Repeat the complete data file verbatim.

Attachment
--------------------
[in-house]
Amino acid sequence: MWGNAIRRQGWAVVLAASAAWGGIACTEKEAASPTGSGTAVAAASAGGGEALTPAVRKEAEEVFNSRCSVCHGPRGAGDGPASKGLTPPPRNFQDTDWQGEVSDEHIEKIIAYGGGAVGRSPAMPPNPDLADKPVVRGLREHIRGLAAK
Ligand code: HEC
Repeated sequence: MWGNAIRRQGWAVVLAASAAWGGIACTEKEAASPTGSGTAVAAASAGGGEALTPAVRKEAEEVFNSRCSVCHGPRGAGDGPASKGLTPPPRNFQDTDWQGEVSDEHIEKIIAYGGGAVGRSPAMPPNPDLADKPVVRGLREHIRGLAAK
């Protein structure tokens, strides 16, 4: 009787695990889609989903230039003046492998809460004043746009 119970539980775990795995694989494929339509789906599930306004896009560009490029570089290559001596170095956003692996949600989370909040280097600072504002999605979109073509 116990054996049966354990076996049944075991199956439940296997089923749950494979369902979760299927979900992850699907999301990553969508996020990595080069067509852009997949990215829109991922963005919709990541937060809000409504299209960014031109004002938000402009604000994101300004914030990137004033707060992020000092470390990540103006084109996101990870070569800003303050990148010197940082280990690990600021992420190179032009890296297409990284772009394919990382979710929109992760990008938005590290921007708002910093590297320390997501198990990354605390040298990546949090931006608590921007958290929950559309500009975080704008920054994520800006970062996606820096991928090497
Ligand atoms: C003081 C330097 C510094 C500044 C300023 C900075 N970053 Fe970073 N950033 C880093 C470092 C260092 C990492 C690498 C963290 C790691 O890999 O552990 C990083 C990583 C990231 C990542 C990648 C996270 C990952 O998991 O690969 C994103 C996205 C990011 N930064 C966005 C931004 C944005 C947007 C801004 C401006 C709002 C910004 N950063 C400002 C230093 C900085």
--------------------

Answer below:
[in-house]
Amino acid sequence: MWGNAIRRQGWAVVLAASAAWGGIACTEKEAASPTGSGTAVAAASAGGGEALTPAVRKEAEEVFNSRCSVCHGPRGAGDGPASKGLTPPPRNFQDTDWQGEVSDEHIEKIIAYGGGAVGRSPAMPPNPDLADKPVVRGLREHIRGLAAK
Ligand code: HEC
Repeated sequence: MWGNAIRRQGWAVVLAASAAWGGIACTEKEAASPTGSGTAVAAASAGGGEALTPAVRKEAEEVFNSRCSVCHGPRGAGDGPASKGLTPPPRNFQDTDWQGEVSDEHIEKIIAYGGGAVGRSPAMPPNPDLADKPVVRGLREHIRGLAAK
């Protein structure tokens, strides 16, 4: 009787695990889609989903230039003046492998809460004043746009 119970539980775990795995694989494929339509789906599930306004896009560009490029570089290559001596170095956003692996949600989370909040280097600072504002999605979109073509 116990054996049966354990076996049944075991199956439940296997089923749950494979369902979760299927979900992850699907999301990553969508996020990595080069067509852009997949990215829109991922963005919709990541937060809000409504299209960014031109004002938000402009604000994101300004914030990137004033707060992020000092470390990540103006084109996101990870070569800003303050990148010197940082280990690990600021992420190179032009890296297409990284772009394919990382979710929109992760990008938005590290921007708002910093590297320390997501198990990354605390040298990546949090931006608590921007958290929950559309500009975080704008920054994520800006970062996606820096991928090497
Ligand atoms: C003081 C330097 C510094 C500044 C300023 C900075 N970053 Fe970073 N950033 C880093 C470092 C260092 C990492 C690498 C963290 C790691 O890999 O552990 C990083 C990583 C990231 C990542 C990648 C996270 C990952 O998991 O690969 C994103 C996205 C990011 N930064 C966005 C931004 C944005 C947007 C801004 C401006 C709002 C910004 N950063 C400002 C230093 C900085």